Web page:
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Equifax Offers Incomplete Protection After Breach: Advocates Suggest What Else Consumers Can Do

For Immediate Release

Consumers should know the risks and limits of what Equifax is offering and consider getting credit freezes with all three national credit bureaus instead.

Equifax’s response to its breach fell short to begin with. But to make matters worse, there is an arbitration clause in its agreement for the free services it is offering. While the FAQ section of their website says the arbitration clause only applies to disputes that might arise from the services provided, the language in the actual agreement as of today is vague. It is unclear in the agreement whether or not Equifax also intends to bar victims of the data breach from joining class action lawsuits.

Equifax should get rid of the arbitration clause from this agreement. Until Equifax removes this clause or at least clarifies these terms in the agreement itself, consumers should hold off on accepting Equifax’s package.

In the meantime, consumers should consider the following actions:

  • Request free credit reports at all three credit bureaus to spot any unauthorized activity. The official website authorized by the government for requesting these free reports is annualcreditreport.com.
  • Place credit freezes on their credit reports with all three credit bureaus. Steps for doing this are available here.
  • Place free, renewable fraud alerts on your credit report if you decide not to place credit freezes on your credit reports.
  • Additionally, identitytheft.gov is the government’s official website that will walk you through clear checklists of actions you can take to recover from identity theft.

The types of stolen information, particularly social security numbers and dates of birth, can be used to commit new account identity theft against everyone whose info was breached. This means bad guys could open fraudulent credit accounts and rack up tons of debt in your name.

Due to huge marketing pushes by credit monitoring services that only alert consumers to fraud after the fact, most Americans are not aware that they can actually prevent thieves from opening new credit accounts in their names in the first place by placing freezes on their credit accounts at all three national credit bureaus. Credit freezes help prevent new account identity theft because they keep potential creditors from seeing consumer credit history, without which new accounts are typically not opened.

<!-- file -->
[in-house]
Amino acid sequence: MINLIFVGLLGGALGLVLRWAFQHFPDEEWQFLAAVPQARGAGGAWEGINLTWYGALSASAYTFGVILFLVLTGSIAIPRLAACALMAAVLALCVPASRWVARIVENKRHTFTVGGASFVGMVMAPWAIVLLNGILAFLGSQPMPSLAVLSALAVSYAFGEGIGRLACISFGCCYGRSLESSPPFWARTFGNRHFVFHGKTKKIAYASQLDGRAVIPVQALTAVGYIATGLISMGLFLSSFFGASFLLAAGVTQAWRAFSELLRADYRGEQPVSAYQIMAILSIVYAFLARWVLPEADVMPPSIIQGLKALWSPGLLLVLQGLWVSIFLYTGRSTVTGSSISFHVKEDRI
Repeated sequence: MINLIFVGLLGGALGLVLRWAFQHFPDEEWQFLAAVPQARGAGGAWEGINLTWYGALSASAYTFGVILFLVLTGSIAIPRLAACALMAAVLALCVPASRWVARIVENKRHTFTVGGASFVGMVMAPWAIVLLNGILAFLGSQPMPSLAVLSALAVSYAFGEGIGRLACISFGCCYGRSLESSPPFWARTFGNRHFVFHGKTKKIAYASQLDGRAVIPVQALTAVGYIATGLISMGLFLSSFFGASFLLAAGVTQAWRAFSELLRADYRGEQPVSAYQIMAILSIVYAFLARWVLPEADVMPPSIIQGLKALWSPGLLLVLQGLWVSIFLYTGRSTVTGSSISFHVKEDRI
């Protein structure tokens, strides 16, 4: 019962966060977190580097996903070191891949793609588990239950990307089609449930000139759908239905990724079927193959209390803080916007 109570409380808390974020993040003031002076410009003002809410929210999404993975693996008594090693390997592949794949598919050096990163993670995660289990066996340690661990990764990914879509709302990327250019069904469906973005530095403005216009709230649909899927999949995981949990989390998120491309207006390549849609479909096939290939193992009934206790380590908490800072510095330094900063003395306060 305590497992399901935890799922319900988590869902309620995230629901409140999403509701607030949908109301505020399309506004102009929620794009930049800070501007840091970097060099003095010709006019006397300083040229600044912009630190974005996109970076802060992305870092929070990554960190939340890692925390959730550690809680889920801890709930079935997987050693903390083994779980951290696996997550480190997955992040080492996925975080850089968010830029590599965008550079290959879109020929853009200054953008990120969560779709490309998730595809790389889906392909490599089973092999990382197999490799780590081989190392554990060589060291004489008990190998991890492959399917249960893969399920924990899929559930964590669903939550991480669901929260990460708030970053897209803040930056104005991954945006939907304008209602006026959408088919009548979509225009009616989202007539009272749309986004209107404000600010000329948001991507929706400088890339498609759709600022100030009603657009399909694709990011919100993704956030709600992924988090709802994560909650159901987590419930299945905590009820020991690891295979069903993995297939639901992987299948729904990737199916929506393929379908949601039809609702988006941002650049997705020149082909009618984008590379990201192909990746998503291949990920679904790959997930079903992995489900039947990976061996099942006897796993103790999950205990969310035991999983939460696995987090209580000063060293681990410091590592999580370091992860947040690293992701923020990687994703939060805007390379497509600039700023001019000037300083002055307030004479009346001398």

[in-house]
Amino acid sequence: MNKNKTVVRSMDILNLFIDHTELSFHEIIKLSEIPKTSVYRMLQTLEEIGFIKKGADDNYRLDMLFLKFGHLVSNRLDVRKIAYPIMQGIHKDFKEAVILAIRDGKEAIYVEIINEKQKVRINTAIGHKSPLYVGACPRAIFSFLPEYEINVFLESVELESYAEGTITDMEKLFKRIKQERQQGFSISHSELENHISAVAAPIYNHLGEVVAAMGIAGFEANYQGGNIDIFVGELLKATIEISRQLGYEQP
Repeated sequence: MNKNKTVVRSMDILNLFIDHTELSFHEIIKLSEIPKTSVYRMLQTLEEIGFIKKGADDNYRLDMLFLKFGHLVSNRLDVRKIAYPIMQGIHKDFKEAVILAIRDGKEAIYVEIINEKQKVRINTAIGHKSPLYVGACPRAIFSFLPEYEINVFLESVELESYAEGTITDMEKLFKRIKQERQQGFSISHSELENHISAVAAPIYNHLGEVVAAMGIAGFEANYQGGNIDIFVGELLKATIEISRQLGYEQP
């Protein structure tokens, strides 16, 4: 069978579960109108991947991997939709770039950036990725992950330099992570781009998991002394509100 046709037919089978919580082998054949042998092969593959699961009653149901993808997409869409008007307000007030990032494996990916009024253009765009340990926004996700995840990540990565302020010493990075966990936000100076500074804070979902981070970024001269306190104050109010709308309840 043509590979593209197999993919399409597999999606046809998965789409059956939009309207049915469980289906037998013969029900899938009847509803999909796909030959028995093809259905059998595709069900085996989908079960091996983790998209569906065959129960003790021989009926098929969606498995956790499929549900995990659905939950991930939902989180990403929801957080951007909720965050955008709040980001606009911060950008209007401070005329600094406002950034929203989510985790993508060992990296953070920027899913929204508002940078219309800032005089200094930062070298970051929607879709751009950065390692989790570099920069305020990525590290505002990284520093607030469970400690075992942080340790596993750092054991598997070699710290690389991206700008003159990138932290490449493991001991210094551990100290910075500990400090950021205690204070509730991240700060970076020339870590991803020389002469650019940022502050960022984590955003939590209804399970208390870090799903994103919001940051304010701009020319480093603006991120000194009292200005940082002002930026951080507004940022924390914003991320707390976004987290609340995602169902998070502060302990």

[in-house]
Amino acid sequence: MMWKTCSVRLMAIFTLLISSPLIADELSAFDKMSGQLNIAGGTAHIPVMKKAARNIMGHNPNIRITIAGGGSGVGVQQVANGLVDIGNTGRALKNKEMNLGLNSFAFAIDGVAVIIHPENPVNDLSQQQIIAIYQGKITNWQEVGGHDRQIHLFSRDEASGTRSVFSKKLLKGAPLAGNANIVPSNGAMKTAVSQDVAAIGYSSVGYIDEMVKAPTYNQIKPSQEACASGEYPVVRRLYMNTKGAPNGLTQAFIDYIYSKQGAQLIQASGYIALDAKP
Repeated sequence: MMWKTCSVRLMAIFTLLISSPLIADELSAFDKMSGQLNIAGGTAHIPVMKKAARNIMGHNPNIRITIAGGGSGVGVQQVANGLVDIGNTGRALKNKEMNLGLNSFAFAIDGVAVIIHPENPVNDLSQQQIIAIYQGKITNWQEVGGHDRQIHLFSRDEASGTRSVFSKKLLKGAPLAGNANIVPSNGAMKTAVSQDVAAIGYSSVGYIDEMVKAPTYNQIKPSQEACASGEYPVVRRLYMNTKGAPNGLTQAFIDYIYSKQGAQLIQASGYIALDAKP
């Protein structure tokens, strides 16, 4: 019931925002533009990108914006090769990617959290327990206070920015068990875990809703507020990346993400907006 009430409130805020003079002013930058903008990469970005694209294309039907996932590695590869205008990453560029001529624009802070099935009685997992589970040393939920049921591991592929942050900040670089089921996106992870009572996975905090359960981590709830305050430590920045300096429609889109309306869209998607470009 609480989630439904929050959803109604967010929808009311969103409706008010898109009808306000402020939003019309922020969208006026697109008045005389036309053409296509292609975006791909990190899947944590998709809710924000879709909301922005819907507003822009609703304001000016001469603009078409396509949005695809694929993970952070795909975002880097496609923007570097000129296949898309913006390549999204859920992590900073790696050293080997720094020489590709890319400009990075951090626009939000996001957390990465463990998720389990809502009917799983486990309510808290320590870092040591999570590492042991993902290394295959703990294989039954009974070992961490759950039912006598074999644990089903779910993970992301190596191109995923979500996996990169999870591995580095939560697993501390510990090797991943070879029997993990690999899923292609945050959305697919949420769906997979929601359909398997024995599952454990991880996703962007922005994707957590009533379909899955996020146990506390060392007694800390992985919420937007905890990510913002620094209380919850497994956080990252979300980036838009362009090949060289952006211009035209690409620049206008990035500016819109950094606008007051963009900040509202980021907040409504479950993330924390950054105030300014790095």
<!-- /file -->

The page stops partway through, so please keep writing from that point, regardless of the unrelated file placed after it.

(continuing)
Equifax’s package includes credit monitoring at all three bureaus for only one year. Equifax should make it clear that monitoring only alerts people to fraudulent activity after it has occurred, and they should offer it indefinitely, not just one year. The stolen information does not have a shelf life.

Equifax’s package also includes something similar to a credit freeze, something they call a “credit report lock,” but only for Equifax reports. Bad guys could still try to open credit accounts with companies that use the other two credit bureaus for credit checks. So a credit freeze with only one bureau is incomplete protection. Equifax should make clear the benefits of the credit freeze and offer it for free with all three bureaus, not just themselves. Equifax should reimburse consumers who place freezes on their own.

Furthermore, it’s worth pointing out how long it took Equifax to alert the public about the breach. Equifax discovered the breach on July 29th, 2017. It has left people vulnerable to new account identity theft for over a month while it conducted its investigation. That’s a problem – people should have been alerted sooner and been given clear explanations about their options.

More information about placing credit freezes is available at http://uspirg.org/reports/usf/why-you-should-get-security-freezes-your-information-stolen.

 

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NJPIRG is a non-partisan, non-profit consumer organization that stands up to powerful interests whenever they threaten our health and safety, our financial security, or our right to fully participate in our democratic society. On the web at www.www.njpirg.org.

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